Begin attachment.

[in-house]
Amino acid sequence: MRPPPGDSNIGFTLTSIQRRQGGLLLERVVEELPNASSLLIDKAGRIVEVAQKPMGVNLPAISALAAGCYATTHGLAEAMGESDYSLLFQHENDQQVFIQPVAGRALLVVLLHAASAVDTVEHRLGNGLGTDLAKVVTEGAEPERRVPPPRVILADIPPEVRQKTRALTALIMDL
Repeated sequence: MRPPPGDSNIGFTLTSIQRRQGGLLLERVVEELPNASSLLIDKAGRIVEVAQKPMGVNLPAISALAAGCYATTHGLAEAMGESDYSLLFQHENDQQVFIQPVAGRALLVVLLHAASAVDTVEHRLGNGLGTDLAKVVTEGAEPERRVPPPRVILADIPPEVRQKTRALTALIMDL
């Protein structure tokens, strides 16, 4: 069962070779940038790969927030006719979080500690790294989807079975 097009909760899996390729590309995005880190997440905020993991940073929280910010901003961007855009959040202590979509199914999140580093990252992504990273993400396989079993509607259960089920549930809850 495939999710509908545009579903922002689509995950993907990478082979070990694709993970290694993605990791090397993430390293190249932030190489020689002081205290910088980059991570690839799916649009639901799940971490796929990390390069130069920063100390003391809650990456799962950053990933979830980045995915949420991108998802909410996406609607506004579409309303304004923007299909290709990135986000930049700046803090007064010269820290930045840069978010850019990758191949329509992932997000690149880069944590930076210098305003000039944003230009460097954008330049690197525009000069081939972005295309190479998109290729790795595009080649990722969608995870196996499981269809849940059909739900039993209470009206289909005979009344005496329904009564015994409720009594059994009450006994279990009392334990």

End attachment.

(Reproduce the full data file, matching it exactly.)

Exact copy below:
[in-house]
Amino acid sequence: MRPPPGDSNIGFTLTSIQRRQGGLLLERVVEELPNASSLLIDKAGRIVEVAQKPMGVNLPAISALAAGCYATTHGLAEAMGESDYSLLFQHENDQQVFIQPVAGRALLVVLLHAASAVDTVEHRLGNGLGTDLAKVVTEGAEPERRVPPPRVILADIPPEVRQKTRALTALIMDL
Repeated sequence: MRPPPGDSNIGFTLTSIQRRQGGLLLERVVEELPNASSLLIDKAGRIVEVAQKPMGVNLPAISALAAGCYATTHGLAEAMGESDYSLLFQHENDQQVFIQPVAGRALLVVLLHAASAVDTVEHRLGNGLGTDLAKVVTEGAEPERRVPPPRVILADIPPEVRQKTRALTALIMDL
């Protein structure tokens, strides 16, 4: 069962070779940038790969927030006719979080500690790294989807079975 097009909760899996390729590309995005880190997440905020993991940073929280910010901003961007855009959040202590979509199914999140580093990252992504990273993400396989079993509607259960089920549930809850 495939999710509908545009579903922002689509995950993907990478082979070990694709993970290694993605990791090397993430390293190249932030190489020689002081205290910088980059991570690839799916649009639901799940971490796929990390390069130069920063100390003391809650990456799962950053990933979830980045995915949420991108998802909410996406609607506004579409309303304004923007299909290709990135986000930049700046803090007064010269820290930045840069978010850019990758191949329509992932997000690149880069944590930076210098305003000039944003230009460097954008330049690197525009000069081939972005295309190479998109290729790795595009080649990722969608995870196996499981269809849940059909739900039993209470009206289909005979009344005496329904009564015994409720009594059994009450006994279990009392334990």